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Misty - posted on 01/11/2013

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I'm so glad I could help a little and that you have your answer. It sounds like they are giving you a great team of people to work with who can help your sweet girl to navigate the world a little easier. I think they are right that what you've done instinctively as parents has totally put her on a path to being very successful. It is heartbreaking to know that our kids will always be different in ways that cause them to struggle, but with a set of parents like you your daughter is going to fly through and be just fine no matter what she faces...Happy Answer Day to you and your family and all the best on this new path where your sweet girl will show you how she can shine ;)

Denise - posted on 01/11/2013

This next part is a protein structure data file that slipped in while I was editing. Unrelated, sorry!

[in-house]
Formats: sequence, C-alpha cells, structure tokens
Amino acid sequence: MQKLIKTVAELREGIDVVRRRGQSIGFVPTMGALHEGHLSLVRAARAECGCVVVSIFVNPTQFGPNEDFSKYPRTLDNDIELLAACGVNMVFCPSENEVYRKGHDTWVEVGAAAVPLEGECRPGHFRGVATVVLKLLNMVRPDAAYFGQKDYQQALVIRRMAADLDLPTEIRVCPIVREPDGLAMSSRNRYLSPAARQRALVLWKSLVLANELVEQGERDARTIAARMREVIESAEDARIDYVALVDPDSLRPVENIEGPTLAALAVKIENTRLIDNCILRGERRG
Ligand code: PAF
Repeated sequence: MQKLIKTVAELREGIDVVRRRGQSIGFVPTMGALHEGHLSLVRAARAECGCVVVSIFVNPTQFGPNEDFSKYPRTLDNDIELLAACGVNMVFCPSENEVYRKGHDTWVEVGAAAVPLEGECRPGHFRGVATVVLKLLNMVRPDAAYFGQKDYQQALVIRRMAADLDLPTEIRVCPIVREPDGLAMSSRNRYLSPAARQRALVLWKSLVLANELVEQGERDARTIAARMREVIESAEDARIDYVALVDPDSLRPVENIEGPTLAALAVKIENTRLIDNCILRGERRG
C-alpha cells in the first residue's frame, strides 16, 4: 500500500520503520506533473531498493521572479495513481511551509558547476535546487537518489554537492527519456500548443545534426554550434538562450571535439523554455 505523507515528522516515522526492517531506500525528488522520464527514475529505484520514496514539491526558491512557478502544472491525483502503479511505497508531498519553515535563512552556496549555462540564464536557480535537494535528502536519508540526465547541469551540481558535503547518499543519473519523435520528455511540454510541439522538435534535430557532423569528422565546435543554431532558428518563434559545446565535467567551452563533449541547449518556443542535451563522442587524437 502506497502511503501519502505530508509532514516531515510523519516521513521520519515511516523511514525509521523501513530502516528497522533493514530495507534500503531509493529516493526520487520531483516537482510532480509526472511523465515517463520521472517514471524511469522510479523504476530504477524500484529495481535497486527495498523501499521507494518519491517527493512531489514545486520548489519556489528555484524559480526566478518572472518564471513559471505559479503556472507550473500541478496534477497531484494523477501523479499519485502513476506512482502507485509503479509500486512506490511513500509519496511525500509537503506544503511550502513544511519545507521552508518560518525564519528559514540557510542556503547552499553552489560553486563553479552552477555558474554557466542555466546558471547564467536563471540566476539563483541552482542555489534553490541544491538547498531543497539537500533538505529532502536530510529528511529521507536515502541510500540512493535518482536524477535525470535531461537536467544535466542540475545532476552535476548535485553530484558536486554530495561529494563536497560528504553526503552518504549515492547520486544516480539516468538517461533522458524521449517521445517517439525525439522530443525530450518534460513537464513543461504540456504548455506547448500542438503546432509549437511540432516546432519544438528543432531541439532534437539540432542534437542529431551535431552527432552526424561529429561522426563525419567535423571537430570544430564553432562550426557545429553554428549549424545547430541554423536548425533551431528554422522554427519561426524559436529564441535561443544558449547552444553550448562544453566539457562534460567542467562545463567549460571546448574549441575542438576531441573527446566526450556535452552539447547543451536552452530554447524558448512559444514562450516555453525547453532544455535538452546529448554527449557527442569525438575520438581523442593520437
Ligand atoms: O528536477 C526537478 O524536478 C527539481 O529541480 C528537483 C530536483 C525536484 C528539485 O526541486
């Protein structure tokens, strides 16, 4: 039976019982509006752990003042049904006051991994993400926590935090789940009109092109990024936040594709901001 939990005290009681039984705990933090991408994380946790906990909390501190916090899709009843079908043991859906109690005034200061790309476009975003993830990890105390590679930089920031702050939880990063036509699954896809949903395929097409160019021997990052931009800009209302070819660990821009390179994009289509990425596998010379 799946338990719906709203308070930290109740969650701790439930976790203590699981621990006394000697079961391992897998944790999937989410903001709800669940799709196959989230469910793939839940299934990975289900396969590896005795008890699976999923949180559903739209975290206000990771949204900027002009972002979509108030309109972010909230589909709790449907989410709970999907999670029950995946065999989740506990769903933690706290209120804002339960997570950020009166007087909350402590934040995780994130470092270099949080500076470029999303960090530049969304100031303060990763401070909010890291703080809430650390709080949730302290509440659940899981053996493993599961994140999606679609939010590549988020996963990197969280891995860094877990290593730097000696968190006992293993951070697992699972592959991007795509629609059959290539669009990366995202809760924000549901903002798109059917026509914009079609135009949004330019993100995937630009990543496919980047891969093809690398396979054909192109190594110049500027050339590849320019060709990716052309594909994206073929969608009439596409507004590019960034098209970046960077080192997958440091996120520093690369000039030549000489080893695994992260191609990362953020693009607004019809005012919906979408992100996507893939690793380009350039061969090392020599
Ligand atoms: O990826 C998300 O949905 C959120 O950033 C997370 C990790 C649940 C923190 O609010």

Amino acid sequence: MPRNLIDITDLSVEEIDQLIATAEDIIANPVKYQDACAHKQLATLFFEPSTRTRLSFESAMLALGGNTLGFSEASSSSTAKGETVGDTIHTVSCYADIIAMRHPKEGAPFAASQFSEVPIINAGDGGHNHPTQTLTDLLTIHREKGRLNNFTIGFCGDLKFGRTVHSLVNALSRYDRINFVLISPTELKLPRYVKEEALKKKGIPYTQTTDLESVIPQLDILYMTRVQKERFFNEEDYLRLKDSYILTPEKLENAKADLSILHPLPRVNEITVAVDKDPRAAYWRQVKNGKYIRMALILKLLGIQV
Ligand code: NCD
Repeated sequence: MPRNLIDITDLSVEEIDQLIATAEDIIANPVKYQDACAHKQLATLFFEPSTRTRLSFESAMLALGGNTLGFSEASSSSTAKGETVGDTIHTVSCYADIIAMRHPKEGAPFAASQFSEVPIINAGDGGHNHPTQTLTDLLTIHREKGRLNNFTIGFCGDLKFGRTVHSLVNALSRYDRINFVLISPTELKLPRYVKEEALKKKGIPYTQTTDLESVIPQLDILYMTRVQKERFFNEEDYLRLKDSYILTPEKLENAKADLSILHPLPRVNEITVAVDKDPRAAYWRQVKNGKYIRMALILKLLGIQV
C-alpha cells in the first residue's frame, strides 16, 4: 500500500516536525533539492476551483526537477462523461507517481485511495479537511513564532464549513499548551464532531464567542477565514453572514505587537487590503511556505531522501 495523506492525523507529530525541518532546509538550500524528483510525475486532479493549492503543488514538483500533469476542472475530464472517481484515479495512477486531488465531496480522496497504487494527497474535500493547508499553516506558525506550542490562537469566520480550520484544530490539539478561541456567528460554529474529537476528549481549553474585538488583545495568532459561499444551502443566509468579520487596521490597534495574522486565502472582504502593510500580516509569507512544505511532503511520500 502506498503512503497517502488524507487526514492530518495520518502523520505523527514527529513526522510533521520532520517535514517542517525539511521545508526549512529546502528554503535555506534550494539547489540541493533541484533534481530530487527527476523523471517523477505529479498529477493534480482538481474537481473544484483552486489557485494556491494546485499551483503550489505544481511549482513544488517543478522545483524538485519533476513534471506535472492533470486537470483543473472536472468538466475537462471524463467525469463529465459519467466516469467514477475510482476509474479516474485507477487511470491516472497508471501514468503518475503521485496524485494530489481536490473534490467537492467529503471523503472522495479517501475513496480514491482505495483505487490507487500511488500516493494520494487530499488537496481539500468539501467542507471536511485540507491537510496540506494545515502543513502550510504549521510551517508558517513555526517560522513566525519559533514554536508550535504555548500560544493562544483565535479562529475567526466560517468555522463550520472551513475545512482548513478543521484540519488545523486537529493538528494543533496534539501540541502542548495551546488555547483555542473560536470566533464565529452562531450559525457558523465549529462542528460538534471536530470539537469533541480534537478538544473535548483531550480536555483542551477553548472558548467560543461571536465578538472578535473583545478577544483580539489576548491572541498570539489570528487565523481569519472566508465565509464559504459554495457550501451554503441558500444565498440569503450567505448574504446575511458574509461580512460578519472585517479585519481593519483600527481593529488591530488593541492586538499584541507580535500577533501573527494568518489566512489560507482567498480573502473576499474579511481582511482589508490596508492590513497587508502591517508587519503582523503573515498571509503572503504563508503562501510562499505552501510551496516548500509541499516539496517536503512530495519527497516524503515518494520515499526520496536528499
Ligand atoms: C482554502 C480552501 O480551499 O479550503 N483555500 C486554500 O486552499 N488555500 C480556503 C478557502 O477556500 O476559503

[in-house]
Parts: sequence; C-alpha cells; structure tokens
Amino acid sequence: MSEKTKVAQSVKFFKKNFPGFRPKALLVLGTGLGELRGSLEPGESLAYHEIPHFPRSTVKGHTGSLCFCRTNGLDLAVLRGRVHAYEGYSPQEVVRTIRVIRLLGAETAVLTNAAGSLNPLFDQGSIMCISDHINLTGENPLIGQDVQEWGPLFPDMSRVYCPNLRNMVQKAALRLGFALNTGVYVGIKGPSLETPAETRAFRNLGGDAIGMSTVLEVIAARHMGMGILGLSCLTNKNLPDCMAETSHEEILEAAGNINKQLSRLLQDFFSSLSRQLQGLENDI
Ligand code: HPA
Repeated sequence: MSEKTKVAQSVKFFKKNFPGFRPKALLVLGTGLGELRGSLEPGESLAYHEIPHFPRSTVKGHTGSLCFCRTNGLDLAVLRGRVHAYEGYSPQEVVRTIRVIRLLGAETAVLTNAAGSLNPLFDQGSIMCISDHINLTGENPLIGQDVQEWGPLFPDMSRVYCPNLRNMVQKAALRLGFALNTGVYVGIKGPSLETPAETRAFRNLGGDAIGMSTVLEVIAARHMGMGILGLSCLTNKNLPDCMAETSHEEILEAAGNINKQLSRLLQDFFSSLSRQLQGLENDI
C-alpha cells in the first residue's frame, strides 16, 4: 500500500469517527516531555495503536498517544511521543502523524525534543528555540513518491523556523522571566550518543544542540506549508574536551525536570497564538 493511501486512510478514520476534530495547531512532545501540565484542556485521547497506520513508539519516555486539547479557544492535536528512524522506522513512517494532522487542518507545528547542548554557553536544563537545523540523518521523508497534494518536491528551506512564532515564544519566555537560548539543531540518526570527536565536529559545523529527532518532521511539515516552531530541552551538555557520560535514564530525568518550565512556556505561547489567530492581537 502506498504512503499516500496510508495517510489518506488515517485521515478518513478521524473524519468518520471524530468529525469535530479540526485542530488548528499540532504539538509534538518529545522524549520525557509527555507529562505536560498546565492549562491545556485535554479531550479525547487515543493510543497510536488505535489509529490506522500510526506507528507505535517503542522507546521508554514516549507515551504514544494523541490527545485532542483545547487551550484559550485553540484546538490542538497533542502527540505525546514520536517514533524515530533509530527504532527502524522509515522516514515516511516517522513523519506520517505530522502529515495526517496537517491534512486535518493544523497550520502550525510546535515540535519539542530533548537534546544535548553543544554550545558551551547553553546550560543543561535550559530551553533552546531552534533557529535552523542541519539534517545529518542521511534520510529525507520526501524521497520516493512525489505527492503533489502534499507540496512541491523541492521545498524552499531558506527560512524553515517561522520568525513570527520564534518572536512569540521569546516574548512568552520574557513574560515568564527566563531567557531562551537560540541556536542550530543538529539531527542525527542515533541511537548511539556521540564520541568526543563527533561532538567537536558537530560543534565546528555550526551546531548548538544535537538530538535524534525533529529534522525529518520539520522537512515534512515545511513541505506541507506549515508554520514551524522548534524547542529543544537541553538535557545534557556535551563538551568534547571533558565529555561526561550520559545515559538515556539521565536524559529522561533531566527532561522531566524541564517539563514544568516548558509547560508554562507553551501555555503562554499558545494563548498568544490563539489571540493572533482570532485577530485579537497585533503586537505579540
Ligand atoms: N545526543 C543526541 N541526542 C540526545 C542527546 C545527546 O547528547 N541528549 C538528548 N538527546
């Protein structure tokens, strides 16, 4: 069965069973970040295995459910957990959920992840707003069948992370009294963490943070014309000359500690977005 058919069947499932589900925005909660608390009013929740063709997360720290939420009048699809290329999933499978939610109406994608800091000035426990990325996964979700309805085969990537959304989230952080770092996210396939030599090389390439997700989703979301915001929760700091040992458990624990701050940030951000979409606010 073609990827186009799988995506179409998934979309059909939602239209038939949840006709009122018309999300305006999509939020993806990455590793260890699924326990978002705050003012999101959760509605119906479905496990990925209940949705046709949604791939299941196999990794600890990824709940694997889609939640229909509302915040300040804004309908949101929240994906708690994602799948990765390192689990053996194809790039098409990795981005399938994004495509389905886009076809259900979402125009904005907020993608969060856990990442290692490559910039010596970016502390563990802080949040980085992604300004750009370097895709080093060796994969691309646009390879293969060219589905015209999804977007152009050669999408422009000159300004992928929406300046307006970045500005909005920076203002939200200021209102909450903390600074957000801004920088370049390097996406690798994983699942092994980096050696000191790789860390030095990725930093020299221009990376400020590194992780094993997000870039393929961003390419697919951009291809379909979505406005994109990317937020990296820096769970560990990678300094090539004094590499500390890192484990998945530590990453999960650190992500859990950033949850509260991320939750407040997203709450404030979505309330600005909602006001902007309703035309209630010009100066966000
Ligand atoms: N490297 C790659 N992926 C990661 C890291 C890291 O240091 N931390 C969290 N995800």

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Thank you for the response it was totally what I needed to hear-- we did get a diagnosis of autism but I like the idea of looking at it like a birthday in the sense of starting over with some answers, resources...direction. Honestly it was weird though, they told us "she has autism" and that didn't sting, but went on tosay because she is starting out with a delay (she has a communication delay which she has been just CRUSHING these last few monthes) that she will likely never be at a point where her progress "meets up" with others her own age... that was devestating and hard to swallow. Thankfully they gave us all the information, the report etc to go over and so once we'd had some time we read through it and got a clearer understanding of what they were saying... and while its still not easy to hear she will have an area in which she always has a "difference" in, they were not saying that she was cognitively never going to catch up... more that her social skills and possibly her language would always be awkward... They did not give us much as to sort of where on the spectrum she is, or at least not stuff *I* understand but I know its not all black and white and that likely its the kind of stuff they will talk more in depth about as we move forward on the new path.. she was SUCH a little trooper, and she is so strong that I can't help but feel like she will come through this ok.. now I just wish there wasn't SO MUCH info out there to try and wade through and find things that work with *her* diagnosis... but we are going to be assigned an autism doctor and then also have a sort of "team" we have access to as we need them, social worker, etc.... I think I might still be a little in shock... but hearing your story and the idea of looking at it as a beginning, a birthday, made perfect sense and I even passed that on to my hubby...its not going to help us right now to feel like its an END to something.. she is still the same beautiful child, like you said... now there are just some answers as to some of the quirks and things that will hopefully help us to make things easier for her and help her on with a great quality of life which is good to hear.. Also the team there at the diagnostic said they had to comment on how calm she is as a default ( she sometimes has "meltdowns" that can be triggered by sensory overload...but generally she is a happy, energetic little monkey even if she is also a VERY independent little girl and can be hard to engage)... they said they had seen many kids with the same "symptomology" as Ella but that she was very remarkably calm and "peaceful" that was really great to hear that maybe we are on the right track with what we have been doing as well.